About 100 students, educators and members of different religious communities gathered at the Student Center on Thursday for a morning of remembrance and inspiration.
With an event presented in his honor, it was only fitting to play Martin Luther King Jr.’s “I Have a Dream” speech during the Interfaith Breakfast hosted by Glendale College’s Black Scholars program.
As stated in the title, their goal is to promote “Unity Through Faith” at this event—which they hope to hold annually.
But, it wouldn’t be breakfast without eggs and coffee, among other refreshments. Gregory Sanders, Senior Pastor of the ROCK Christian Fellowship Long Beach, was present to bless the food. Sanders asked the audience to stand for a “30-second pregnancy test.” They chuckled as they rose to their feet.
“Be pregnant with a dream. Be pregnant with a purpose. Be pregnant with a goal,” Sanders said. “You can deliver something so awesome, but you gotta first believe in immaculate conception and having the ability to be pregnant with a greater purpose.”
Everyone in the room, male and female, positioned their hands on their stomachs to “feel their purpose.” Then they held hands with those around them, bowed their heads and prayed.
President of the Board of Trustees, Tony Tartaglia took a moment to follow up on Sanders’ sermon, saying he had “morning sickness,” but would get through it. He then praised the Black Scholars for their efforts.
“What I particularly like about this program (Black Scholars) is not only does it help our African American students succeed and continue to succeed, but it encourages community involvement,” Tartaglia said.
President David Viar reflected on the relevance of King’s words in today’s society, focusing on his views on peace and education.
“As part of Glendale Community College’s learning community, we must remember that the actions and words of Dr. Martin Luther King Jr. must guide us every day as educators and lifelong learners — students, faculty and staff — we must always be trying to be better … better human beings, providing community leadership and building critical consciousness,” Viar said.
“That’s what Black Scholars program is about and I hope that’s what we’re about across the whole of Glendale Community College.”
Viar says he wants everyone to remember that “‘The time is always right to do what is right’ Dr. King said” and to always carry out King’s message.
“Not just on one day, not just on a week, not just a month of honoring and remembrance, but for our lifetime, for our institution and community and our world’s lifetime,” Viar said.
Robert Hill, dean of student services, expressed his gratitude for everyone’s participation. “We may have different beliefs and faiths across the board, but we can find common ground in what we do,” Hill said. “In this message we are trying to inspire and inform.”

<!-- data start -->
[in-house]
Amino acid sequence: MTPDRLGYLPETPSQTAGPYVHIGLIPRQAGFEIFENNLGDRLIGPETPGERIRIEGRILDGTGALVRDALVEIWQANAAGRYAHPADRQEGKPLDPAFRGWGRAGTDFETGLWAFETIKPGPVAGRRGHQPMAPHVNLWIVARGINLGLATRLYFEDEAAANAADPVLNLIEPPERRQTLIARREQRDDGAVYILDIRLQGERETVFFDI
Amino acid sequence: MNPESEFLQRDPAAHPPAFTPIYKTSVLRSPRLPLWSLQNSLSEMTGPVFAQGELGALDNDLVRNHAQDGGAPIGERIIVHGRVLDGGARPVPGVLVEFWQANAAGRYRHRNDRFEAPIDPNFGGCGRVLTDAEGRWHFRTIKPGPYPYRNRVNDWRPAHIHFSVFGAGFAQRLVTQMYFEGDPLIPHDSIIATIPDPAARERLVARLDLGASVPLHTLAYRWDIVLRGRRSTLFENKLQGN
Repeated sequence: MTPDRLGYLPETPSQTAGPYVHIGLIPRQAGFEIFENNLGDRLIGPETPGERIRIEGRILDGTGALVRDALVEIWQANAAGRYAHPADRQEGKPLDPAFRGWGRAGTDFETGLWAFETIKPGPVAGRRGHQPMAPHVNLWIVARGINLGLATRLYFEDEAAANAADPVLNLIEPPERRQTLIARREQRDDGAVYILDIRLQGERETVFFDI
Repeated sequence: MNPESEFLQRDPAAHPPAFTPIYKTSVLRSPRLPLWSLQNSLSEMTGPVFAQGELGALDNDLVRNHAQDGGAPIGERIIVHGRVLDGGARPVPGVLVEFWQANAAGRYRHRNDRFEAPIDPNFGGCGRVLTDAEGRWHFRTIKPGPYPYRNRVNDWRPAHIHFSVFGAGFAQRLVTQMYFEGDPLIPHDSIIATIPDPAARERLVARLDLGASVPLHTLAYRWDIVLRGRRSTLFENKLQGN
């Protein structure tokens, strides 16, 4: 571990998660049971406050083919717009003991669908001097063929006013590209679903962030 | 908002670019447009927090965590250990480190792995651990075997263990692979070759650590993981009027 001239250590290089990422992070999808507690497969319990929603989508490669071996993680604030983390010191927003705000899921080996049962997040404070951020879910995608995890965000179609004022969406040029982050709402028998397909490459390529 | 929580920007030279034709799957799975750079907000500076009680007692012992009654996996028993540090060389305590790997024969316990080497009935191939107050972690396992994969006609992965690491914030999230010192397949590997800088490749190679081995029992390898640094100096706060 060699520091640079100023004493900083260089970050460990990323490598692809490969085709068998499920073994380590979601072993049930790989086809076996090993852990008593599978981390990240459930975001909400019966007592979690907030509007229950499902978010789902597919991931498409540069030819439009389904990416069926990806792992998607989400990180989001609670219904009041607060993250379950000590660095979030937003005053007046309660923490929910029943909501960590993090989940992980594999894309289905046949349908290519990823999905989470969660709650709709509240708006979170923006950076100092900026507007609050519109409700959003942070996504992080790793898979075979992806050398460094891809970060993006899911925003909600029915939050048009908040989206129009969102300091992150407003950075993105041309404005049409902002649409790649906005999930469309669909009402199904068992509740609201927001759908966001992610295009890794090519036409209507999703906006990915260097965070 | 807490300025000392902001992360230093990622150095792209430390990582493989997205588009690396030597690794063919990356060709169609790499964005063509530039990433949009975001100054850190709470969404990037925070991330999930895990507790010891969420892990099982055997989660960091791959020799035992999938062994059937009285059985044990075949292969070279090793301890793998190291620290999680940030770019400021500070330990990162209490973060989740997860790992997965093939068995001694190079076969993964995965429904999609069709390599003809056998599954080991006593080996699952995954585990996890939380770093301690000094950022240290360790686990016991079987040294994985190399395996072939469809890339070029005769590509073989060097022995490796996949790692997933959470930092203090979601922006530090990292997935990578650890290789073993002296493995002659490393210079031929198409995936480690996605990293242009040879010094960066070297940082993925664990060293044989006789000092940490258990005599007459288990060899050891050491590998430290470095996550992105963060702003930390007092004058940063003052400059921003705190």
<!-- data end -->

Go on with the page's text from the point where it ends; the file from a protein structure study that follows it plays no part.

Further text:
He then introduced Akram Abdulrahman, vice president of Black Scholars and cabinet member of the International Students Association.
“It’s a blessing to be at Glendale Community College, seeing all the differences of human nature and cultures,” he said. “It’s great to experience the strengthening of culture … the thing that strengthens us and unifies us, is humanity.”
Abdulrahman introduced J.D. Hall, a local imam, who pointed out that King and Christopher Columbus are the only two people who have a federal holiday associated with their name, calling it a “high and very rare honor.”
Even though there have been societal changes in relation to freedom and equality since the Civil Rights Movement, Hall says “the battle still rages on.”
“Oppression, injustice and insensitivity are still alive and well,” he added. “The enemies of justice and peace will never surrender.”
According to Hall “anyone who strives and struggles for good is a jihad.” This term is an Islamic concept of the struggle to do good.
“We should all be jihadis,” Hall said. “For me that’s what the day (Martin Luther King Jr. Day) is all about and that’s what every day should be about. We should all be struggling for good. We should all be struggling for justice. We should all be struggling to end oppression and we should all be struggling against evil.”
Coordinator of Black Scholars Robert Williams followed suit. Just before he introduced the keynote speaker, he admitted that he only expected 10 people to show up to the event, saying the turnout was “unbelievable.”
The audience erupted in applause as Erin Gruwell, civil and human rights activist and educator took her turn at the mic. She told the story of how her Freedom Writers Foundation came to life and the struggles she and her 150 “at-risk” students faced on a day-to-day basis.
Their story has been documented and referred to around the world. Many are familiar with it, due to the 2007 film “Freedom Writers.”
“How can I give them a voice?” Gruwell asked herself. “How can I convince them to put down their fists? Put down their spray cans? Put down that gun? And pick up a pen … and maybe, just maybe, write a different ending to a different story. Maybe just maybe, dare to dream that things can get better.”
Gruwell said today’s youth should “have the courage and tenacity to change, to dream, and to give,” while standing up for what they believe and think they deserve.
Hill closed the morning’s event with a special tribute for someone he considers “a soldier of Civil Rights,” his mother, Barbara Ann Hill.
She was the first black teacher in Orange County and Hill credits her for everything he knows now, saying he is merely continuing what he was taught in his own home.
“I never really had the opportunity to do that,” he added. “But I wanted to say ‘thank you’ and ‘I love you.’”
As attendees filed out, some stopped to shake hands and pose for pictures with the numerous guests and speakers.